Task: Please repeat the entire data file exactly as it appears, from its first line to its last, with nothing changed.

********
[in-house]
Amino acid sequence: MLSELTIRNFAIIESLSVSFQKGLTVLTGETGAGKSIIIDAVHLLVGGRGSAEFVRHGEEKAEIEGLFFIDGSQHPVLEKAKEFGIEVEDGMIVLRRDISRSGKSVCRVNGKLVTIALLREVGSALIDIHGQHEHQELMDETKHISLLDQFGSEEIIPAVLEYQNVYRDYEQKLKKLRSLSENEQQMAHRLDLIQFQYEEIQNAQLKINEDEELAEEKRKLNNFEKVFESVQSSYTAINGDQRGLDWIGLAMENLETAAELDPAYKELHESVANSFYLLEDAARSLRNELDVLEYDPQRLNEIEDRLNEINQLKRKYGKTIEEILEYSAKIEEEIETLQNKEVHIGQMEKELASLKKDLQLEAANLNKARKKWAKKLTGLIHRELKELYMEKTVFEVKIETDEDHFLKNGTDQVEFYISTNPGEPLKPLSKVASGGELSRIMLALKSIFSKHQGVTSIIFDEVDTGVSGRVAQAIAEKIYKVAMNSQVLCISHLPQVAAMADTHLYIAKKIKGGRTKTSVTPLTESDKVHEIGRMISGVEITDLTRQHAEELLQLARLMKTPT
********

[in-house]
Amino acid sequence: MLSELTIRNFAIIESLSVSFQKGLTVLTGETGAGKSIIIDAVHLLVGGRGSAEFVRHGEEKAEIEGLFFIDGSQHPVLEKAKEFGIEVEDGMIVLRRDISRSGKSVCRVNGKLVTIALLREVGSALIDIHGQHEHQELMDETKHISLLDQFGSEEIIPAVLEYQNVYRDYEQKLKKLRSLSENEQQMAHRLDLIQFQYEEIQNAQLKINEDEELAEEKRKLNNFEKVFESVQSSYTAINGDQRGLDWIGLAMENLETAAELDPAYKELHESVANSFYLLEDAARSLRNELDVLEYDPQRLNEIEDRLNEINQLKRKYGKTIEEILEYSAKIEEEIETLQNKEVHIGQMEKELASLKKDLQLEAANLNKARKKWAKKLTGLIHRELKELYMEKTVFEVKIETDEDHFLKNGTDQVEFYISTNPGEPLKPLSKVASGGELSRIMLALKSIFSKHQGVTSIIFDEVDTGVSGRVAQAIAEKIYKVAMNSQVLCISHLPQVAAMADTHLYIAKKIKGGRTKTSVTPLTESDKVHEIGRMISGVEITDLTRQHAEELLQLARLMKTPT